# Matrix $A\in \mathbb{R}^{4\times4}$ has eigenvectors $\bf{u_1,u_2,u_3,u_4}$ satisfying $\bf{Au_1=5u_1,Au_2=9u_2}$ & $\bf{Au_3=20u_3}$. Find $A\bf{w}$.

Problem

The matrix $$A \in \mathbb{R}^{4\times4}$$ has eigenvectors $$\bf{u_1,u_2,u_3,u_4}$$ where $$\bf{u_1}=\begin{pmatrix}1\\1\\0\\1\end{pmatrix}$$, $$\bf{u_2}=\begin{pmatrix}1\\1\\1\\1\end{pmatrix}$$, $$\bf{u_3}=\begin{pmatrix}1\\-1\\0\\1\end{pmatrix}$$ satisfy $$A\bf{u_1=5u_1}$$, $$A\bf{u_2=9u_2}$$ and $$A\bf{u_3=20u_3}$$.
Calculate $$A\bf{w}$$ where $$\bf{w}=\begin{pmatrix}13\\7\\12\\13\end{pmatrix}$$

At first I thought I should use $$A=PDP^{-1}$$ , where $$P$$ is eigenvector matrix and $$D$$ is eigenvalue matrix. If I'm not mistaken, from the question the eigenvalues are $$\lambda_1=5$$, $$\lambda_2=9$$ and $$\lambda_3=20$$ right? But I don't have the $$\bf{u_4}$$ and $$\lambda_4$$.

Do I need to know all the eigenvalues and eigenvectors? Do I need to find these values to calculate $$A$$ or is there another method?

• note that $u3= <1,-1,0,1>$
– user
Jan 17, 2018 at 22:24
• math.stackexchange.com/questions/2604750 Jan 17, 2018 at 22:25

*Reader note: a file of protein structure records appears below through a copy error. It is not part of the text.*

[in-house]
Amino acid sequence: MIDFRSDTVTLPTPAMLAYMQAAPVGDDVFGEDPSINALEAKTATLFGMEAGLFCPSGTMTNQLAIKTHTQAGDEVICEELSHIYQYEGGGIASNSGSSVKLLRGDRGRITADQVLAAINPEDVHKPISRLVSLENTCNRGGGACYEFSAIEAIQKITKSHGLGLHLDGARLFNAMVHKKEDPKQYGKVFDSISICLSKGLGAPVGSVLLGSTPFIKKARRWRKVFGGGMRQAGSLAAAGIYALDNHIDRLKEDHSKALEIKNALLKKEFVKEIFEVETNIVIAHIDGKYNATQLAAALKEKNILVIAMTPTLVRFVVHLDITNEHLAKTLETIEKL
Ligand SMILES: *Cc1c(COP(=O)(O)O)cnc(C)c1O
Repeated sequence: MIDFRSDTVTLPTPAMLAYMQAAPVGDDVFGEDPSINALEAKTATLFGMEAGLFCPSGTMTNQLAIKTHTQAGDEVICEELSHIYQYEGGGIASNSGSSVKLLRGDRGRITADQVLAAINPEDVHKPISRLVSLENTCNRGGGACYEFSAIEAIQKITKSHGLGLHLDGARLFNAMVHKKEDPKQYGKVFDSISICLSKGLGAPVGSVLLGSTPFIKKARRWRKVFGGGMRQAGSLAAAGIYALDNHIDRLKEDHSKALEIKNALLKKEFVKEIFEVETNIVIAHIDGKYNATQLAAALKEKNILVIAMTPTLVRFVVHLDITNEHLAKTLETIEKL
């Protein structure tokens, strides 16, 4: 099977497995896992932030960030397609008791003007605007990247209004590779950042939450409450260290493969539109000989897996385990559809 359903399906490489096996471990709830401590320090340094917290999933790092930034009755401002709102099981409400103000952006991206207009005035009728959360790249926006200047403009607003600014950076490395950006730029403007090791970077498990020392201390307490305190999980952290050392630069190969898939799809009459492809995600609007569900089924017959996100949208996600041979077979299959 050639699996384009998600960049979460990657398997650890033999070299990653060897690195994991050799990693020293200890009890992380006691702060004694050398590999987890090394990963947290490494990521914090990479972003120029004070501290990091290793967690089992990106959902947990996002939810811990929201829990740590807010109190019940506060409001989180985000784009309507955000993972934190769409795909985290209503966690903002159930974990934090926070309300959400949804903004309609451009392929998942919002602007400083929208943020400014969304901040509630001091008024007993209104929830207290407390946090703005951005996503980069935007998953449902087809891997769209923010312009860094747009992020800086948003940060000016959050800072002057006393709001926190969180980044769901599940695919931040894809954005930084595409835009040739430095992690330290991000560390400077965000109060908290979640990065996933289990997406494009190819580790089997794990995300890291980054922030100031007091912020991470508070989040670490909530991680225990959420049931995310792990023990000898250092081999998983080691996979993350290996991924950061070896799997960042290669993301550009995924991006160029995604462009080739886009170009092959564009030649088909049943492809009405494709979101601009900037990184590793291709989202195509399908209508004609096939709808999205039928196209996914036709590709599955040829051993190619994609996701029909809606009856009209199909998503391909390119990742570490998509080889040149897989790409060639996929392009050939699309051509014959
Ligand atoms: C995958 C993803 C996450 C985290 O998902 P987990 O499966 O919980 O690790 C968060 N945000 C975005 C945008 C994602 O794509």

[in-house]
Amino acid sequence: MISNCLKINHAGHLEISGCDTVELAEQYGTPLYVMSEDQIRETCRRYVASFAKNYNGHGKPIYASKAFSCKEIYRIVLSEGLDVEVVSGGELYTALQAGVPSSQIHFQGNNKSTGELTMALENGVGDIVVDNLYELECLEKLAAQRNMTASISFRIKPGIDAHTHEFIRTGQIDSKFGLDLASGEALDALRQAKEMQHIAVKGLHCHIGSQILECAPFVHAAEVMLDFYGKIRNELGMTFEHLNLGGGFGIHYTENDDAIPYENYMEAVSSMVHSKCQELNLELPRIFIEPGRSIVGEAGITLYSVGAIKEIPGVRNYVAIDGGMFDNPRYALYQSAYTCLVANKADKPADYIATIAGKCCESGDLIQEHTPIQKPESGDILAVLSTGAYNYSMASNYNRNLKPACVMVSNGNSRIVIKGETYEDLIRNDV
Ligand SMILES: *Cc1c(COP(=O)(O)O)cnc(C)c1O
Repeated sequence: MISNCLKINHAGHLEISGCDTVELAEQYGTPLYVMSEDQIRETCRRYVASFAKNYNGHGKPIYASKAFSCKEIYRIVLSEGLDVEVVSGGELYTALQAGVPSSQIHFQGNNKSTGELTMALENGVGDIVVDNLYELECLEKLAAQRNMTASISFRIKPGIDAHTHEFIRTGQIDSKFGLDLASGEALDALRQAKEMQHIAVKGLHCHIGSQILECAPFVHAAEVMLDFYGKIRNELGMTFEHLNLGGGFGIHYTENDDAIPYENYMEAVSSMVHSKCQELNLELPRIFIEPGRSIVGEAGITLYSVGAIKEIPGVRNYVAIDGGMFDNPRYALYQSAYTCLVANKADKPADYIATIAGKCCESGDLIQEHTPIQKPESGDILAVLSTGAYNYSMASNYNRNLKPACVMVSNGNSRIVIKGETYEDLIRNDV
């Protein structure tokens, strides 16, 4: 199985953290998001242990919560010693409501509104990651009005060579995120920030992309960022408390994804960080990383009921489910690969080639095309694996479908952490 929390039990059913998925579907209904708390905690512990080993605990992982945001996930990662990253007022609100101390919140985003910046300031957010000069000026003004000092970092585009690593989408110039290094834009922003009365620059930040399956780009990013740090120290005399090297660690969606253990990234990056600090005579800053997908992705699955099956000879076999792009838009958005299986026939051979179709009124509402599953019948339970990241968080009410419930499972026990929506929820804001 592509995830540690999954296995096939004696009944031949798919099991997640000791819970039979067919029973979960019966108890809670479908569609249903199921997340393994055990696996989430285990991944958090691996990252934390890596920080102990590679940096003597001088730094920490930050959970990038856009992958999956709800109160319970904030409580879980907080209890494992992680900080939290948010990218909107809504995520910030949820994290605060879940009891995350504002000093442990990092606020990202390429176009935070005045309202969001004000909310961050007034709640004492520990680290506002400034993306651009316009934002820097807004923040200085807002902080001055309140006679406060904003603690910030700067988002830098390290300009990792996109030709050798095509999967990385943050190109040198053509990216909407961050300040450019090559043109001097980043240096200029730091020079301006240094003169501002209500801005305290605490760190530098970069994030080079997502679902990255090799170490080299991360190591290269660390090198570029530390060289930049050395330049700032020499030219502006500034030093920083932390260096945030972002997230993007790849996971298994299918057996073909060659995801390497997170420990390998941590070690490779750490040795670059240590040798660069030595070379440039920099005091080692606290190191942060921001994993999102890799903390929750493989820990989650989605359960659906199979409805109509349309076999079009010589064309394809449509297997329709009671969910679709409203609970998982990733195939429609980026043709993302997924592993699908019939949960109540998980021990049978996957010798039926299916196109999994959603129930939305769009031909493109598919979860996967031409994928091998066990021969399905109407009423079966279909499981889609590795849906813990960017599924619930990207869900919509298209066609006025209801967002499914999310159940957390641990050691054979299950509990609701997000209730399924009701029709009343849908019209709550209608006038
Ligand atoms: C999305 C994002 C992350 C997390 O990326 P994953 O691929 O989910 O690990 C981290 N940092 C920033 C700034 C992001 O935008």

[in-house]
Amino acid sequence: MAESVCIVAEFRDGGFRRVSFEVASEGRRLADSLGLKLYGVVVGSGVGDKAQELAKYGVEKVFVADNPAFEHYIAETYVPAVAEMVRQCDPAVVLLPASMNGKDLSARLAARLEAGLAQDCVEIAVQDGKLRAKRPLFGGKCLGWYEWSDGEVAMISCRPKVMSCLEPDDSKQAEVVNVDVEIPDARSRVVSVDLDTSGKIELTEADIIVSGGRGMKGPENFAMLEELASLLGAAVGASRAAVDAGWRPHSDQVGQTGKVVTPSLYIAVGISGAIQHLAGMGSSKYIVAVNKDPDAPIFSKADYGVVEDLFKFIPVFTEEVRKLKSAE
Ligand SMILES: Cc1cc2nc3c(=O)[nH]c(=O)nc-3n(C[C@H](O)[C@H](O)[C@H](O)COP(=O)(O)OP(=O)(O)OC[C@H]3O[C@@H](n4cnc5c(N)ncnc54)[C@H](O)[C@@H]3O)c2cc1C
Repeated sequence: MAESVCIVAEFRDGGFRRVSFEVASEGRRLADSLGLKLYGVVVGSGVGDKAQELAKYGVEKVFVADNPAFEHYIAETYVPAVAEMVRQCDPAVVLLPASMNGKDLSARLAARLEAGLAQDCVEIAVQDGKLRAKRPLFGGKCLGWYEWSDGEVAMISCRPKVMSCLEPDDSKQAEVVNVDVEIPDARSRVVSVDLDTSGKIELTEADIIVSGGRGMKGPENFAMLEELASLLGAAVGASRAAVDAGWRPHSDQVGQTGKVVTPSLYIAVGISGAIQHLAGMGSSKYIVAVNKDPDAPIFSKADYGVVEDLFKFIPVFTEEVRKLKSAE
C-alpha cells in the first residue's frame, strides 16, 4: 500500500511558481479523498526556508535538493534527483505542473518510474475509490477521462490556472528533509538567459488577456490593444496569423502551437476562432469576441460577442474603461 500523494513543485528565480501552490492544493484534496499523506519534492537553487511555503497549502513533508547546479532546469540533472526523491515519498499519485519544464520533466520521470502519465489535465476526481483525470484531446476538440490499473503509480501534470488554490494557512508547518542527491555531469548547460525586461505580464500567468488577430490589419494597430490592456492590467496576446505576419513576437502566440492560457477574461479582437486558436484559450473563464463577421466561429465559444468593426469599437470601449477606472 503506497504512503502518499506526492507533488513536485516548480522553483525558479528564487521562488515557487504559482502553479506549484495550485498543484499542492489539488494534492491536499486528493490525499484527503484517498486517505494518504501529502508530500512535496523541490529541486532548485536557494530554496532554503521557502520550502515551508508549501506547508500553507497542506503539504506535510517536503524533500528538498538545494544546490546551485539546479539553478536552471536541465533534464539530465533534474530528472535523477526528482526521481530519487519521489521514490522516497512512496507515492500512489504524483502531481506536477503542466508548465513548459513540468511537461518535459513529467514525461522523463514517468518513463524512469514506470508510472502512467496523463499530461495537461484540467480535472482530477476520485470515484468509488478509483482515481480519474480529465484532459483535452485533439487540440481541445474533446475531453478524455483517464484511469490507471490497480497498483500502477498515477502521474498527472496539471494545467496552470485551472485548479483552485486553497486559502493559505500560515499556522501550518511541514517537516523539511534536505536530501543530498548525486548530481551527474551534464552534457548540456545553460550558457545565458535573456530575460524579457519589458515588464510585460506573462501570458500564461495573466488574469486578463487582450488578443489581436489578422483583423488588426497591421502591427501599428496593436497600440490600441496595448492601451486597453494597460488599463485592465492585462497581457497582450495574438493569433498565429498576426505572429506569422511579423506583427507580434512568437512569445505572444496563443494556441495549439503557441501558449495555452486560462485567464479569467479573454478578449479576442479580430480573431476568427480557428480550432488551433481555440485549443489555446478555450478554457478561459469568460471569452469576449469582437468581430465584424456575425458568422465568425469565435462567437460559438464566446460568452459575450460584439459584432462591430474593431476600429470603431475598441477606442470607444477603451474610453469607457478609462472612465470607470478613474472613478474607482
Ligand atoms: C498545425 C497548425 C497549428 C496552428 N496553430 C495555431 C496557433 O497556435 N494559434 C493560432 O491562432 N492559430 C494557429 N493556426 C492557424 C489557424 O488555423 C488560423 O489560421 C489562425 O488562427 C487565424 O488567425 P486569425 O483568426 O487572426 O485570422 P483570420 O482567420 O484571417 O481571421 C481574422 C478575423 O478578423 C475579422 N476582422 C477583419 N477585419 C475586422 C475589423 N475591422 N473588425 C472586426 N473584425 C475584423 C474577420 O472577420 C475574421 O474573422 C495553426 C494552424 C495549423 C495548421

• In this case you do not need to find $u_4.$ Find $\{c_1,c_2,c_3\}$ such that $c_1u_1 + c_2 u_2 + c_3 u_3 = w$ then $\frac {c_1}{\lambda_1}, \frac {c_2}{\lambda_2},\frac {c_3}{\lambda_3}$ Jan 17, 2018 at 22:28

HINT

We can calculate $Aw$ only if we can find $a,b,c$ such that

$$w=a\cdot u_1+b\cdot u_2+c\cdot u_3$$

thus you can easily find that: $b=12, a+c=1, a-c=-5$

• After i found a,b and c how exactly can i calculate Aw? Am i missing something?
– user522473
Jan 17, 2018 at 22:34
• @Chloe by linearity $$Aw=A(a\cdot u_1+b\cdot u_2+c\cdot u_3)=a\cdot A u_1+b\cdot Au_2+c\cdot Au_3$$
– user
Jan 17, 2018 at 22:35
• Thank you! Just one thing how is it that w=a⋅u1+b⋅u2+c⋅u3 , is this a rule im forgetting? thanks again
– user522473
Jan 17, 2018 at 22:40
• @Chloe We don't have sufficient information to know completely the matrix A, we only know the result for $Au_1$, $Au_2$ and $Au_3$ thus we cal calculate Aw with if and only if w is a linear combination of $u_1$, $u_2$, $u_3$.
– user
Jan 17, 2018 at 22:44
• @Chloe Note also that it is not important that $u_1$, $u_2$, $u_3$ are eigenvectors, what we need is to know $Au_i$.
– user
Jan 17, 2018 at 22:46

Here $w$ is not a linear combination of $u_1, u_2, u_3$ so with this imformation it is not possible to calculate $Aw$.

• In fact, it is a linear combination of those vectors.
– amd
Jan 17, 2018 at 22:46
• @amd Now yes, he/she changed $u_3$. Before, the first element of $u_3$ was $-1$. I can calculate such easy thing!
– GhD
Jan 18, 2018 at 0:14
• I’m sure you can, but as things stand now, your answer is incorrect.
– amd
Jan 18, 2018 at 0:38
• @amd Yes, but if you see the editing history you will understand the first element of $u_3$ was $-1$ :)
– GhD
Jan 18, 2018 at 0:45
• Anyway you are right.
– GhD
Jan 18, 2018 at 0:46